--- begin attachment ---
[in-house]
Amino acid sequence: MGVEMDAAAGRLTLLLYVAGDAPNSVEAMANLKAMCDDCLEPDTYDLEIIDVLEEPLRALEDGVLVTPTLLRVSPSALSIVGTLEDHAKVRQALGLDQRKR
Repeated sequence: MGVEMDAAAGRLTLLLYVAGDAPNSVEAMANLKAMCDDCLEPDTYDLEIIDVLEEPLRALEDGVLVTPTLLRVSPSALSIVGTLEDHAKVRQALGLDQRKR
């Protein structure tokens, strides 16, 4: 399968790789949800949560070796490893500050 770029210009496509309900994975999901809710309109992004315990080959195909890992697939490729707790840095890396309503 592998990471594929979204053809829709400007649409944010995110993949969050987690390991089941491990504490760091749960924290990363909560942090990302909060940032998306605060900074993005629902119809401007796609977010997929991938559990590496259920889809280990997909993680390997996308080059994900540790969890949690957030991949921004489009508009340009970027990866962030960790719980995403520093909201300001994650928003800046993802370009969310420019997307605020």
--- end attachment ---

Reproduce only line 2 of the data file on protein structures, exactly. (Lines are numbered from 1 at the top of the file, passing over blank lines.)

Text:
Amino acid sequence: MGVEMDAAAGRLTLLLYVAGDAPNSVEAMANLKAMCDDCLEPDTYDLEIIDVLEEPLRALEDGVLVTPTLLRVSPSALSIVGTLEDHAKVRQALGLDQRKR